Wednesday, December 06, 2006

Laban, Pharaoh and the Higher Arab Monitoring Committee

There is a famous comment on last week's sedra, which I first saw in Rav Ovadiah Yosef's commentary on the Haggadah (Hazon Ovadiah), that goes like this:

The Haggadah asserts:
"Go forth and learn what Laban the Aramean wanted to do to our father Jacob. Pharaoh had issued a decree against the male children only, but Laban wanted to uproot everyone - as it is said: "The Aramean wished to destroy my father; and he went down to Egypt and sojourned there, few in number; and he became there a nation - great and mighty and numerous."

How did the author of the Haggadah know of Laban's intentions? The answer, says Rav Ovadiah, lies in Laban's speech to Jacob when the former caught up with him (Gen 31, 17-29):

Then Jacob rose up, and set his sons and his wives upon the camels; … to go to Isaac his father unto the land of Canaan. …And Jacob outwitted Laban the Aramean, as he did not tell him that he fled. …and he rose up, and passed over the River, and set his face toward the mountain of Gilead. And it was told to Laban, on the third day, that Jacob had fled. And he …pursued and he overtook him in the mountain of Gilead.

And G-d came to Laban the Aramean in a dream of the night, and said unto him: 'Take heed to thyself that thou speak not to Jacob either good or bad.'

And Laban came up to Jacob. And Laban said to Jacob: 'What have you done, that you have outwitted me, and carried away my daughters as though captives of the sword? Why did you flee secretly, and outwit me; and did not tell me, that I might have sent you away with mirth and with songs, with timbourine and with harp; and did not let me kiss my sons and my daughters? Now, you have acted foolishly. I have the power to hurt you; but the G-d of your father spoke to me last night, saying: Take heed of yourself that you speak not to Jacob either for good or evil.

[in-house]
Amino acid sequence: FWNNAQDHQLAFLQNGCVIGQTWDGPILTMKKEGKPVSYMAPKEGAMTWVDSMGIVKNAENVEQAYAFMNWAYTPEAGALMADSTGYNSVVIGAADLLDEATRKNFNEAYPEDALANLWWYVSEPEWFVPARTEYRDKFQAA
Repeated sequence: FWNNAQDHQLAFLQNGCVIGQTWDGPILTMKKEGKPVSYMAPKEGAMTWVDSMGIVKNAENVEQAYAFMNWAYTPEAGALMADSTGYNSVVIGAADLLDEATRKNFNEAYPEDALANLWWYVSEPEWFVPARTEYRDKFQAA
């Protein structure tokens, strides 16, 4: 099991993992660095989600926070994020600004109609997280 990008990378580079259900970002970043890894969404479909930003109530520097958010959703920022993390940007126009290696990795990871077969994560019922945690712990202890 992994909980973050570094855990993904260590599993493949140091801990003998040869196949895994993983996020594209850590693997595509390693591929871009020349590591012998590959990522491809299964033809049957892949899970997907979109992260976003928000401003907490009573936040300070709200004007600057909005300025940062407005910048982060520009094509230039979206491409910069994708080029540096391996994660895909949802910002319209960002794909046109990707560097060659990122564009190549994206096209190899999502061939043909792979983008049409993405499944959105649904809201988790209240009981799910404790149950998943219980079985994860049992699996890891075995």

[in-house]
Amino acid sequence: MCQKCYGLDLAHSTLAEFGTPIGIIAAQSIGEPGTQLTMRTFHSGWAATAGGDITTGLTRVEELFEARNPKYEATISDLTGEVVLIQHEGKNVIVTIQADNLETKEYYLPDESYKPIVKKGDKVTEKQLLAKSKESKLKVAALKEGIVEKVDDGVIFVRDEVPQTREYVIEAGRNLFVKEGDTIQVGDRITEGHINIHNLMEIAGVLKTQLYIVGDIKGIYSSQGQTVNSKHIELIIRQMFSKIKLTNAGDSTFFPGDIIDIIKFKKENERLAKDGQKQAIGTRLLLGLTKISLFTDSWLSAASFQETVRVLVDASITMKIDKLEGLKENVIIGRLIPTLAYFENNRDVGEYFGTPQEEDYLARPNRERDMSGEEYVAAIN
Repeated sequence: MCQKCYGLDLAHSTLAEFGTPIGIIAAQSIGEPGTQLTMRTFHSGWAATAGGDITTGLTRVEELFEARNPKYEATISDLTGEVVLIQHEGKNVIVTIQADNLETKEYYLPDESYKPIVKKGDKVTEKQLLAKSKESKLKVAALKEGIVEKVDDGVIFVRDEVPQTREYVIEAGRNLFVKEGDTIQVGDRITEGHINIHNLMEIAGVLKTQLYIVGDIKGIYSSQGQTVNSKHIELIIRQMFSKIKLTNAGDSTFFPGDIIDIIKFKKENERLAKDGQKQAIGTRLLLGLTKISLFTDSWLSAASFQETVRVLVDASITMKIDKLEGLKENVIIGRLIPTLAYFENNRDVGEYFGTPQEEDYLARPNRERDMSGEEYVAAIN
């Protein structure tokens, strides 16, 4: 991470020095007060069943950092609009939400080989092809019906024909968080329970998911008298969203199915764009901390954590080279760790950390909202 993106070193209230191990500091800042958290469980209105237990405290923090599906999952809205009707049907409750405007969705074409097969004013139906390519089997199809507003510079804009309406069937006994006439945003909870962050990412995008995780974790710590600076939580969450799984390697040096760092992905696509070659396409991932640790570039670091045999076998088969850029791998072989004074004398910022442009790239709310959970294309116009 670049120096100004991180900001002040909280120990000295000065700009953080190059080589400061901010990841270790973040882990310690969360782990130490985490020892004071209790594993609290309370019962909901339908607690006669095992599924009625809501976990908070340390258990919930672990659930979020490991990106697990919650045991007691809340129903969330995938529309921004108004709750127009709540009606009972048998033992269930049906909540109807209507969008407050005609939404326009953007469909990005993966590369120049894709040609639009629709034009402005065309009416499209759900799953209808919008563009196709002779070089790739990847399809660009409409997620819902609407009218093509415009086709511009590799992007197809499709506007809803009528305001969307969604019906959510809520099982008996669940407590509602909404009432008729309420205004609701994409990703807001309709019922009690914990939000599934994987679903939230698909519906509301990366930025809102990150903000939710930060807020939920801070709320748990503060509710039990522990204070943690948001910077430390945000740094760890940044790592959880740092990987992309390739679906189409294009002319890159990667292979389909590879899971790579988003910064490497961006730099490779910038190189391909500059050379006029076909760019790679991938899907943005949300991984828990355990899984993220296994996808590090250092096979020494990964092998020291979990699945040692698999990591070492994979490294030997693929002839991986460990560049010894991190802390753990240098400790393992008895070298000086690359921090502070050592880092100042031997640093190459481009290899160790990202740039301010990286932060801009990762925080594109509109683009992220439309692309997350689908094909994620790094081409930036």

Notice the shift in Laban's words. First, he plays lovey-dovey. He wanted to give Jacob and Co. a big send-off. Then, he turns on a dime and tells Jacob that he'd destroy him if God hadn't told him to keep his arms (so to speak) to himself.

It is this disarming two-facedness that the Haggadah found so dangerous. With Pharaoh, what you saw is what you got. He was an enemy who was out to destroy and enslave Israel. There were no illusions. He was the kind of enemy one would wish to have.

I was reminded of this today, when I read the demands of the Higher Arab Monitoring Committee to de-Zionize Israel. They are demanding a Palestinian State and a Bi-National State. In other words, they want it all. Personally, I'm not outraged but glad. At least they're being straight. Just like Pharaoh.

The problem is that the Labans among us, (guess which tribal paper they write for?) have gotten to work to have us throw the Israeli Arabs a de-Judaize Isra'il/Isma'il party...

Laban wanted to uproot everyone...

1 comment:

barry said...

You know, you cited this a couple months ago --around Sukkot, I believe-- after a similar disconnect between what our "cousins" say and what they do...